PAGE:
A few days ago, UK tabloid The Sun "revealed" that Will Smith's son, Jaden, wanted to be emancipated for his 15th birthday. But apparently,
parents reporters just don't understand.
"Here's the thing I need to explain," Jaden later clarified on "Ellen." "I'm not going anywhere." He then playfully proclaimed that he'd like to live with his parents and freeload for the next 20 to 30 years.
While both Smiths were on the same page, chalking up the emancipation talk as a product of the rumor (or miscommunication) mill, the question still remains: Can soon-to-be 15-year-old Jaden Smith pursue emancipation if he actually wanted to?
The short answer is yes. The long answer involves a process slightly more complicated than just turning in a simple request.
For starters, all states have a required, statutory age for those pursuing emancipation. Most are set at 16, but California goes as low as 14.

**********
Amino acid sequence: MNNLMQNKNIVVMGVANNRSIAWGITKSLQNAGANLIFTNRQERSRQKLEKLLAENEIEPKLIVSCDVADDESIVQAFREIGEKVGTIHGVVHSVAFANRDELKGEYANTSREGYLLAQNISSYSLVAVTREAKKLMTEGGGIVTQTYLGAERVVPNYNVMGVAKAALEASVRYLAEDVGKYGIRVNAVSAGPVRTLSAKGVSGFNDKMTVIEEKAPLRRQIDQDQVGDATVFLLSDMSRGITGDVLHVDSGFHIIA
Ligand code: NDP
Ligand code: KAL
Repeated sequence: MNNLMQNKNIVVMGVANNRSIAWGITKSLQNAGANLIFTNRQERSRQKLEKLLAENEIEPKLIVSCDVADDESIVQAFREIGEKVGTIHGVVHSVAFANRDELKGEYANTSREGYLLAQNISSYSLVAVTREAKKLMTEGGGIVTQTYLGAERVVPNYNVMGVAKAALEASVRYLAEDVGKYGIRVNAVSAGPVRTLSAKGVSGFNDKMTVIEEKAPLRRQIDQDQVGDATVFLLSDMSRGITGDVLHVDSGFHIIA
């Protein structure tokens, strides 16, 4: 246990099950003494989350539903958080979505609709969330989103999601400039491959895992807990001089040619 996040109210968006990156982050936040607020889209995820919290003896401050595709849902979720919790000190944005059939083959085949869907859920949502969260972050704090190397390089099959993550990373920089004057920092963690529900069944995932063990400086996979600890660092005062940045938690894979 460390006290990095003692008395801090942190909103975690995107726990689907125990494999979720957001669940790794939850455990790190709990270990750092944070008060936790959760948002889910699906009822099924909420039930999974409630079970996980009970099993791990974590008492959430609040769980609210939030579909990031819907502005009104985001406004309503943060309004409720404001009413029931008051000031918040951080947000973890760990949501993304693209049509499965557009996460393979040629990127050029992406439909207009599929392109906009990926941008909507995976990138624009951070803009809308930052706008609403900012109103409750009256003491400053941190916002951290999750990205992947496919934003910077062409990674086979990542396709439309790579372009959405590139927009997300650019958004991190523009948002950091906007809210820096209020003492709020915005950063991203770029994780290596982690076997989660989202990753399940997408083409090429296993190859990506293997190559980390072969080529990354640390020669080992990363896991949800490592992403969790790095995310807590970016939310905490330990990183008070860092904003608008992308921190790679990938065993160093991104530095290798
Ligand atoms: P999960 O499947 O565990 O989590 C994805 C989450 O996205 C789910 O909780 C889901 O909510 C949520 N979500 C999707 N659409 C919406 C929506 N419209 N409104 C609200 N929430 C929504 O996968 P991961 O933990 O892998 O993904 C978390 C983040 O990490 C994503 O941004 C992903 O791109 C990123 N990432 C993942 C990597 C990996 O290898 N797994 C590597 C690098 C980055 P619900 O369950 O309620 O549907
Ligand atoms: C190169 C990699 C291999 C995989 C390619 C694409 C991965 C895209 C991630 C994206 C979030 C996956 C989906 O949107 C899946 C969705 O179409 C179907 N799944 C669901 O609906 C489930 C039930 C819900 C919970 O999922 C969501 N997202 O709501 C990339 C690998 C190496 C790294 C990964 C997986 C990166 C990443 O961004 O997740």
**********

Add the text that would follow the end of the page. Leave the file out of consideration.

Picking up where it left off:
Some other factors a court will consider include notice to the parents, the child's maturity level, and the child's financial independence. In an emancipation case, courts also give parents an opportunity to respond before deciding whether or not the requisites have been properly satisfied.
Generally speaking, an emancipation request will be granted if it is in the minor's best interest.
So what happens once a minor is emancipated? Not only is an emancipated minor responsible for his own shelter and finances, but he also earns a whole new set of privileges. This includes the ability to enter into contracts, to buy or sell real estate, and to be a party to a lawsuit.
Emancipated minors are not, however, allowed to drink or vote, if they are yet not of legal age.
If the emancipation rumor about Jaden Smith was ever true at one point in time, then he probably made the right choice by not pursuing it. After all, he's the Fresh Prince's son -- what could the courts possibly find wrong with that?